George Bennett of LottoNL-Jumbo has broken into the top ten overall at the Tour de France after a dramatic ninth stage of the race.  Rigoberto Uran took the stage in a photo finish from Warren Barguil on a day where Geraint Thomas and Richie Porte both crashed out of the race.

The hardest stage of the Tour de France so far would take the riders 181.5km from Nantua to Chambéry.  Along the route would be seven categorised climbs including three HC climbs up Col de la Biche, Grand Colombier and finally up Mont du Chat – the last climb of the day – which peaked at 155.5km, with 26km still left to race.


Aggressive start as Thomas crashes out


After the flag was pulled in it was Tim Wellens of Lotto Soudal who got the attacks started.  He was joined by Thibaut Pinot of FDJ, and gradually the group of leaders swelled at the head of the race.  Bauke Mollema and Jarlinson Pantano of Trek-Segafredo made their way into the breakaway, so too Primoz Roglic of LottoNL-Jumbo, and interestingly Michael Matthews of Team Sunweb also got into the move, making a clear statement of intent towards the green jersey.

The day would be noted for the number of different riders who didn’t make it to the finish line today sadly.  George Bennett of LottoNL-Jumbo lost teammate Robert Gesink, Manuele Mori would also abandon, but so too would Geraint Thomas of Team Sky after a nasty crash on the Col de la Biche; but that was still to come.  While the breakaway’s numbers continued to develop and change, Team Sky settled into the task of leading the peloton, and with 147km of racing still to go the gap was holding at 2.30mins.

After Primoz Roglic took maximum points at the top of the Col de la Biche, the advantage for the break was looking significantly more promising at 6.40mins to Team Sky.  It was on the descent here that disaster struck though as Geraint Thomas went down, and sadly also went out of the race with suspected broken collarbone.  It meant that the Tour de France lost its second placed rider and arguably Chris Froome’s most significant mountain domestique in the latter kilometres.

It’s not hard to see why stage 9 would be so crucial for the general classification, image ASO
AG2R La Mondiale show their muscle


On to the Grand Colombier it was AG2R La Mondiale who made a statement for the first time, moving their riders to the front of the yellow jersey group.  Up until now the team working for Romain Bardet – second in the Tour de France last year – had been reasonably quiet at the head of the peloton, but now we saw them asserting themselves at the front.  But the climb of Grand Colombier saw a number of GC contenders lose valuable assets around them.  Nairo Quintana and Daniel Martin lost support, Richie Porte only had one rider with him, while Chris Froome still maintained his position with four riders in support, and Romain Bardet had two on hand with him.  

All the while George Bennett of LottoNL-Jumbo simply maintained his position in the yellow jersey group.  The Kiwi had no support in the main bunch, but he was keeping himself well positioned and out of trouble

After the climb of Grand Colombier, the long descent gave way to a flat section that ended shortly after the intermediate sprint.  This is the moment Michael Matthews had been building towards, and it was also the chance for riders in the lead group, who had been dropped, to regain contact up front.  Eventually 11 riders were reunited at the front of the race.  Jarlinson Pantano and Bauke Mollema of Trek-Segafredo, Roglic, Matthews and teammate Warren Barguil and Simon Geschke, Tiesj Benoot and Tony Gallopin of Lotto Soudal, Alexis Vuillermoz and Jan Bakelants of AG2R La Mondiale, Carlos Betancur of Movistar, Daniel Navarro of Cofidis.  The group went to the intermediate sprint together where Michael Matthews comfortably mopped up 20 points for first place.  But Jan Bakelants and Tony Gallopin were ready to attack and press on to the climb of Mont du Chat.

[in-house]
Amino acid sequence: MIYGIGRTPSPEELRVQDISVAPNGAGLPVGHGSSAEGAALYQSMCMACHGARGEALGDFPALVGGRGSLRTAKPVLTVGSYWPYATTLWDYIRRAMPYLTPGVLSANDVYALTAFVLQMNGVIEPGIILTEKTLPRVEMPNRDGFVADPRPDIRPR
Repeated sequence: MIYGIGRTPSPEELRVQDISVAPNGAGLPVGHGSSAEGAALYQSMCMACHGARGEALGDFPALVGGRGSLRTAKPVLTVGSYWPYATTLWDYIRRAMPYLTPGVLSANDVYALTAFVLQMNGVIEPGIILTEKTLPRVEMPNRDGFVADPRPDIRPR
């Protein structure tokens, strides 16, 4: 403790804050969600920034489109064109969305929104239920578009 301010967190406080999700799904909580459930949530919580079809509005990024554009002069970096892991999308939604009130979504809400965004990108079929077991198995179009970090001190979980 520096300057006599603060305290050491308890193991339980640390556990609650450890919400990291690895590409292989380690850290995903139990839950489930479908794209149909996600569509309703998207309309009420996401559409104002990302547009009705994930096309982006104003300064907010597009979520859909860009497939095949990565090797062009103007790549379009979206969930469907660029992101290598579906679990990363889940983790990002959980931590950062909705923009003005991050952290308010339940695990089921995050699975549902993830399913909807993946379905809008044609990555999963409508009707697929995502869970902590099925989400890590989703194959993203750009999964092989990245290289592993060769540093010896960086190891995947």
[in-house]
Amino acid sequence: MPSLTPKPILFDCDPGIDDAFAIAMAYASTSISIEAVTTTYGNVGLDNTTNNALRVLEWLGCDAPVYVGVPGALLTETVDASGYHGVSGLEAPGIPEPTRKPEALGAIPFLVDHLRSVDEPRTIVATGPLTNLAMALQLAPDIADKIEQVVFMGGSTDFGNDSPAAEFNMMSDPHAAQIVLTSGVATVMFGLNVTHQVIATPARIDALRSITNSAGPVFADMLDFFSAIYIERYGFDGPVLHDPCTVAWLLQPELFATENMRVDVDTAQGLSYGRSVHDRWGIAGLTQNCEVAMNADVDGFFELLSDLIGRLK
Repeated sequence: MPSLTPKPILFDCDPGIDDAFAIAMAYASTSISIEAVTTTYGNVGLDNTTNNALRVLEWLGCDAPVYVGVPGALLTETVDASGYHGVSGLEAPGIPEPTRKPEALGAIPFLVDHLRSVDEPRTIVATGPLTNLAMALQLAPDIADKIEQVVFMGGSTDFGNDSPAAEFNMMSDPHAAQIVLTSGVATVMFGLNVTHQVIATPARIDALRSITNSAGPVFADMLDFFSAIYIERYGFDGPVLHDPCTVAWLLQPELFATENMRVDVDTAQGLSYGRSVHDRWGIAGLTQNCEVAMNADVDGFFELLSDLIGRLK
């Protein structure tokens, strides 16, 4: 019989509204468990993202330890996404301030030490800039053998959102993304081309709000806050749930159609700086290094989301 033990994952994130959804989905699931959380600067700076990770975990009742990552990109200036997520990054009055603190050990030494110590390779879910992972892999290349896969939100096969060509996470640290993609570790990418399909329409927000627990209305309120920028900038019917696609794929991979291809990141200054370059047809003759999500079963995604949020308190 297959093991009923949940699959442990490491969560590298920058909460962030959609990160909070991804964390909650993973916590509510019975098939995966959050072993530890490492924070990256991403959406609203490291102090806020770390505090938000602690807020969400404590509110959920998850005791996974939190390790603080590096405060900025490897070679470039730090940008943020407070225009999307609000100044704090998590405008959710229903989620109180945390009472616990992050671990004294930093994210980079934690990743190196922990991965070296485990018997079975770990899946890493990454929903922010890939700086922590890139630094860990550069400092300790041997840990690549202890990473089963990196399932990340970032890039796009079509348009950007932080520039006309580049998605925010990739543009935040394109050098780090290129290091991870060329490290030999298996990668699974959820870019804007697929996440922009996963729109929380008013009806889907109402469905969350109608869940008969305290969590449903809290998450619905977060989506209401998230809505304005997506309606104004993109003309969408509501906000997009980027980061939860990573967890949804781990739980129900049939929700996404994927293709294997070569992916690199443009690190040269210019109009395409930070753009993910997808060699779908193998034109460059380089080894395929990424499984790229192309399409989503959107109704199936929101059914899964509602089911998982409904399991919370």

Controversy from Aru as Froome suffers mechanical


Team Sky had restored order in the yellow jersey group, and gradually they started collecting riders from the lead group, including Michael Matthews; who’d done his job for the day.  Gallopin and Bakelants had managed to hit the climb of Mont du Chat with 2.20mins in hand over the yellow jersey group.  But out of the chase group came an attack from Bauke Mollema.  He looked strong as he tried to rid himself of his companions and catch Tony Gallopin, who had now dropped Bakelants with 33.5km remaining.  But Warren Barguil was able to join him in pursuit of the Frenchman.

Barguil was visibly stronger than Mollema, and the Sunweb rider was able to drop his companion and go after his compatriot with just under 20 seconds of deficit to make up.  Barguil made light work of the distance as Jan Bakelants tried to hold on to the wheel of Barguil.  With 32.3km to go Barguil caught Gallopin and immediately left him, Mollema and Bakelants behind.

Jack Bauer in action during stage 9 of the Tour de France, photo Sirotti

Meanwhile behind in the yellow jersey group Fabio Aru launched an attack and was pursued by Nairo Quintana and Richie Porte.  What made things interesting was the fact that just at the same time Chris Froome had been brought to a halt with a rear wheel puncture.  The cameras showed that Froome had raised his hand to signal the problem and Aru was behind him and saw the gesture; then he attacked.

To their credit Richie Porte, Nairo Quintana, Romain Bardet and the GC contenders jumped on Aru’s wheel but none of them were prepared to support the Italian, much to the Italian’s annoyance.  Froome had support from his teammates and gradually he made his way back to the group.  Next to attack was Jakob Fuglsang, as Team Sky retook their place on the front of the group.  With 31km to go the gap from Barguil to Froome and co had dropped to below 2 minutes


Chase group finally takes shape to pursue Barguil


With 28km to go Fabio Aru launched another attack and this time, with Alberto Contador dropped, the game was on in earnest.  Aru was caught but then Porte launched a counter attack as he found himself without support.  Quintana, Aru and Rigoberto Uran were all able to come across as Simon Yates and George Bennett were finally dropped.  Romain Bardet were able to come across, so too Daniel Martin after a laboured chase.  Aru wasn’t done yet though as he made another move.  Froome was wise to the attack though as the gap continued to close to Barguil.